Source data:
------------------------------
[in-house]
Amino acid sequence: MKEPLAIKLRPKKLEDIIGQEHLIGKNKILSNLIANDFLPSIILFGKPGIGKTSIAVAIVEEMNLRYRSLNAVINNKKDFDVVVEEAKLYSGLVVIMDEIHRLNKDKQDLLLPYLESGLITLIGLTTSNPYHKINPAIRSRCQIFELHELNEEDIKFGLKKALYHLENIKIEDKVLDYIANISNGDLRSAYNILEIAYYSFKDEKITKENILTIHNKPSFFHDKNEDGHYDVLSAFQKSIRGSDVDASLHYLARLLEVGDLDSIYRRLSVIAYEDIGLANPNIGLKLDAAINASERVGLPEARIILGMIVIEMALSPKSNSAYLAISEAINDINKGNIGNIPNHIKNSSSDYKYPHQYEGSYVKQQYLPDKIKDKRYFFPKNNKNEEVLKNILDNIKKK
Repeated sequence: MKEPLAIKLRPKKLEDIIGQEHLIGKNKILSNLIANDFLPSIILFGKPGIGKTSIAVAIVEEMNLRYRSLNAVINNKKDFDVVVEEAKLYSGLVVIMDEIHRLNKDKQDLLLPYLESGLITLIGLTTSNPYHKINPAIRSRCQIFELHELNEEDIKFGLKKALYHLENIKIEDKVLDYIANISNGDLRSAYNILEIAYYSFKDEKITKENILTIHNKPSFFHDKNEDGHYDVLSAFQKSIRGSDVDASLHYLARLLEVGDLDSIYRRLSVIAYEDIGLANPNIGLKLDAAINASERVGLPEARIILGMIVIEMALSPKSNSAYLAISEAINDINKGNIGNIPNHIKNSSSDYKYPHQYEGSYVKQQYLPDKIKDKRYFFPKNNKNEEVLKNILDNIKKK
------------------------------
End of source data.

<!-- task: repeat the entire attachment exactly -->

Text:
[in-house]
Amino acid sequence: MKEPLAIKLRPKKLEDIIGQEHLIGKNKILSNLIANDFLPSIILFGKPGIGKTSIAVAIVEEMNLRYRSLNAVINNKKDFDVVVEEAKLYSGLVVIMDEIHRLNKDKQDLLLPYLESGLITLIGLTTSNPYHKINPAIRSRCQIFELHELNEEDIKFGLKKALYHLENIKIEDKVLDYIANISNGDLRSAYNILEIAYYSFKDEKITKENILTIHNKPSFFHDKNEDGHYDVLSAFQKSIRGSDVDASLHYLARLLEVGDLDSIYRRLSVIAYEDIGLANPNIGLKLDAAINASERVGLPEARIILGMIVIEMALSPKSNSAYLAISEAINDINKGNIGNIPNHIKNSSSDYKYPHQYEGSYVKQQYLPDKIKDKRYFFPKNNKNEEVLKNILDNIKKK
Repeated sequence: MKEPLAIKLRPKKLEDIIGQEHLIGKNKILSNLIANDFLPSIILFGKPGIGKTSIAVAIVEEMNLRYRSLNAVINNKKDFDVVVEEAKLYSGLVVIMDEIHRLNKDKQDLLLPYLESGLITLIGLTTSNPYHKINPAIRSRCQIFELHELNEEDIKFGLKKALYHLENIKIEDKVLDYIANISNGDLRSAYNILEIAYYSFKDEKITKENILTIHNKPSFFHDKNEDGHYDVLSAFQKSIRGSDVDASLHYLARLLEVGDLDSIYRRLSVIAYEDIGLANPNIGLKLDAAINASERVGLPEARIILGMIVIEMALSPKSNSAYLAISEAINDINKGNIGNIPNHIKNSSSDYKYPHQYEGSYVKQQYLPDKIKDKRYFFPKNNKNEEVLKNILDNIKKK